Monday, December 31, 2012

2013 Re-Reboot

Over the holidays heading into 2009, I decided to take a step into the unknown leaving a very long, single company career.  I called it my “reboot.”  A reboot is different from retirement.  It is like when your computer is stuck and you hit “Control-Alt-Delete” to start over (hopefully not losing all the work you had done).  After six months having a blast in Southern California, we tried something completely different - I role that allowed me live near family, experience NYC and test my theory on how to successfully start international operations.  Three years later, this reboot has been achieved.

Time for the next one.  What shall it be?  Leaders need to step into the unknown periodically just as we expect of our people.  We ask them to follow us to ne places.  Long and comfortable careers can be a hindrance to imagination if left unchallenged. How would you respond to your boss if she asked you the day you returned “How do you plan to lead more effectively in 2013 than you did in 2012?”  This is a question we should ask ourselves every year at this time.  My answer is easy.  I’m going to re-reboot similar to 2009.

Are you going to change/improve your leadership in 2013?  What will you change? How will you explain the change to your team?   


Friday, December 21, 2012

Leaders as Passengers

We are all guilty of it, some more often than others.  Leaders must be able to step into the forefront and be good followers. But, sometimes we disengage so much that we actually become passengers.  Those times we are uninvolved participants going for the ride.  I heard this term from Astronaut Mike Mullane on uTube” 

LiaV Top 5 Leaders as Passenger List:

  1. Reading your Smartphone during meetings and presentations.
  2. Going radio silent on topics to avoid controversy.
  3. Not asking clarification questions to gain understanding.
  4. Thinking about what you are going to say next when the other person is still talking.
  5. Multi-tasking (it is really high speed serial processing).
What would you add to this list?  How do you overcome these challenges?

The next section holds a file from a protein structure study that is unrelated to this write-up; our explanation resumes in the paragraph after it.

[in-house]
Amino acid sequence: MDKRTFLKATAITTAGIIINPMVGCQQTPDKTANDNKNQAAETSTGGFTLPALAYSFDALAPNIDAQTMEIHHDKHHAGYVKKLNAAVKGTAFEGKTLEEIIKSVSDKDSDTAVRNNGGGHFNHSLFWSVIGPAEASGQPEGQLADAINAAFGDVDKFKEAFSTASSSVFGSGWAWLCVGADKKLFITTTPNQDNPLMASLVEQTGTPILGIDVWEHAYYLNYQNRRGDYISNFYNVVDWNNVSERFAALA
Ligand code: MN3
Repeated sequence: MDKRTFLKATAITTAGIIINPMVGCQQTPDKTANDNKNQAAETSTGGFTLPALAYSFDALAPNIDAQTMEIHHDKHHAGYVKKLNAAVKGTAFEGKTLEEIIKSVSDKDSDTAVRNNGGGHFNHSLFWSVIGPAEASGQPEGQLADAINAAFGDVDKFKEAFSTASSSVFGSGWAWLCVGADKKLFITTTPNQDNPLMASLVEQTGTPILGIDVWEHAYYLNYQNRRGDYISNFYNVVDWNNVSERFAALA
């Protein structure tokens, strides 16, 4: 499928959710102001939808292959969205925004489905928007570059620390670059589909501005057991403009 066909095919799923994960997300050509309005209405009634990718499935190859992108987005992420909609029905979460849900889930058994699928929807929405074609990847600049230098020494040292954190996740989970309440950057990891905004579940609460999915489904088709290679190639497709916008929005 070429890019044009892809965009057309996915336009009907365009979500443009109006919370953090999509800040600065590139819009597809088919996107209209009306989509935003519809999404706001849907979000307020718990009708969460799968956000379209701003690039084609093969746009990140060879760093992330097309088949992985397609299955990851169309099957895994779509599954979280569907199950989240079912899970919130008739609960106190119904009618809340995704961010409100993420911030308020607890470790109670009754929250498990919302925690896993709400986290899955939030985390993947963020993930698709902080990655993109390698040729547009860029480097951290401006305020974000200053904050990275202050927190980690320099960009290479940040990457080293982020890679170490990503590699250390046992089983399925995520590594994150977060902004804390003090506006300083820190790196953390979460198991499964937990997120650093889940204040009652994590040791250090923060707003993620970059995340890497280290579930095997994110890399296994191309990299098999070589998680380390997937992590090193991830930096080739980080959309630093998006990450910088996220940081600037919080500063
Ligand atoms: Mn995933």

Saturday, December 1, 2012

Search for dissenters!

A leader is most vulnerable to serious mistake when they are emotionally tied to the topic and surround themselves with people that agree with them.  You know the situation, something has you total engulfed and you absolutely know that you are right.  You share the situation with a loved one and ask their opinion.  They feel your pain and agree with your position 100%.  The problem is they are being supportive not objective!

We recently attended The 2012 Richard Salant Lecture presented by the New Canaan Library and hosted this year by Brian Williams (NBC Nightly News).  One important topic discussed was the fragmentation of the US news media into cable channels with different slants and points of view.  The distinguished guest panel (David Gergen, Peter Goldmark, Jr. and Joe Scarborough) shared their concern that this created a problem in the US where people can listen to the “news” that matched their opinion and it stopped people from hearing things that made them consider alternative ideas.  It seemed like a reasonable hypothesis so I tried it.

This week when I had a strong opinion on something, I continued to share the example with trusted colleagues until I found someone who disagreed with me.  Guess what happened – they were also right and I tailored my view.

Do you search from dissenting opinions? Do you search until you find one?  Once you find one, does it typically sway your opinion?


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